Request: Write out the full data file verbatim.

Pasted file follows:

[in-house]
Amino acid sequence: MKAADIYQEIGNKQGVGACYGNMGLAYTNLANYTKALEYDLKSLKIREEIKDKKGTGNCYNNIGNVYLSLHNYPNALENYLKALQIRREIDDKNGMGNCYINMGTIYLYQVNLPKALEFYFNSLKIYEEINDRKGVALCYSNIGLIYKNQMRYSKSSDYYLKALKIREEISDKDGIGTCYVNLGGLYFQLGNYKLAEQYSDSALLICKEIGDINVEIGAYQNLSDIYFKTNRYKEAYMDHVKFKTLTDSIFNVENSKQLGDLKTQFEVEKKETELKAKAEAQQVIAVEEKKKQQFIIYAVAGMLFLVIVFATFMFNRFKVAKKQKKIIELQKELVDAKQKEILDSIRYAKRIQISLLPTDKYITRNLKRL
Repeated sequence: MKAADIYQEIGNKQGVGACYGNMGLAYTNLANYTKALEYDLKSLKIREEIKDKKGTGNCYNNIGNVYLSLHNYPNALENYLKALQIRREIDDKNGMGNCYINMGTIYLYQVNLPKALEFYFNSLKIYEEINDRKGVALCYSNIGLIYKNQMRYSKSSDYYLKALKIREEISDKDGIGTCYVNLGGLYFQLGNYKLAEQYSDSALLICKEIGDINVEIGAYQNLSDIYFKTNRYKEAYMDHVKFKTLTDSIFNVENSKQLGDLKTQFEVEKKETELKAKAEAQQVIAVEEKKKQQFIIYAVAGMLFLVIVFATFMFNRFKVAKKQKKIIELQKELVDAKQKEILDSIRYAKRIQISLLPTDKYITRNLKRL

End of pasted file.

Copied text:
[in-house]
Amino acid sequence: MKAADIYQEIGNKQGVGACYGNMGLAYTNLANYTKALEYDLKSLKIREEIKDKKGTGNCYNNIGNVYLSLHNYPNALENYLKALQIRREIDDKNGMGNCYINMGTIYLYQVNLPKALEFYFNSLKIYEEINDRKGVALCYSNIGLIYKNQMRYSKSSDYYLKALKIREEISDKDGIGTCYVNLGGLYFQLGNYKLAEQYSDSALLICKEIGDINVEIGAYQNLSDIYFKTNRYKEAYMDHVKFKTLTDSIFNVENSKQLGDLKTQFEVEKKETELKAKAEAQQVIAVEEKKKQQFIIYAVAGMLFLVIVFATFMFNRFKVAKKQKKIIELQKELVDAKQKEILDSIRYAKRIQISLLPTDKYITRNLKRL
Repeated sequence: MKAADIYQEIGNKQGVGACYGNMGLAYTNLANYTKALEYDLKSLKIREEIKDKKGTGNCYNNIGNVYLSLHNYPNALENYLKALQIRREIDDKNGMGNCYINMGTIYLYQVNLPKALEFYFNSLKIYEEINDRKGVALCYSNIGLIYKNQMRYSKSSDYYLKALKIREEISDKDGIGTCYVNLGGLYFQLGNYKLAEQYSDSALLICKEIGDINVEIGAYQNLSDIYFKTNRYKEAYMDHVKFKTLTDSIFNVENSKQLGDLKTQFEVEKKETELKAKAEAQQVIAVEEKKKQQFIIYAVAGMLFLVIVFATFMFNRFKVAKKQKKIIELQKELVDAKQKEILDSIRYAKRIQISLLPTDKYITRNLKRL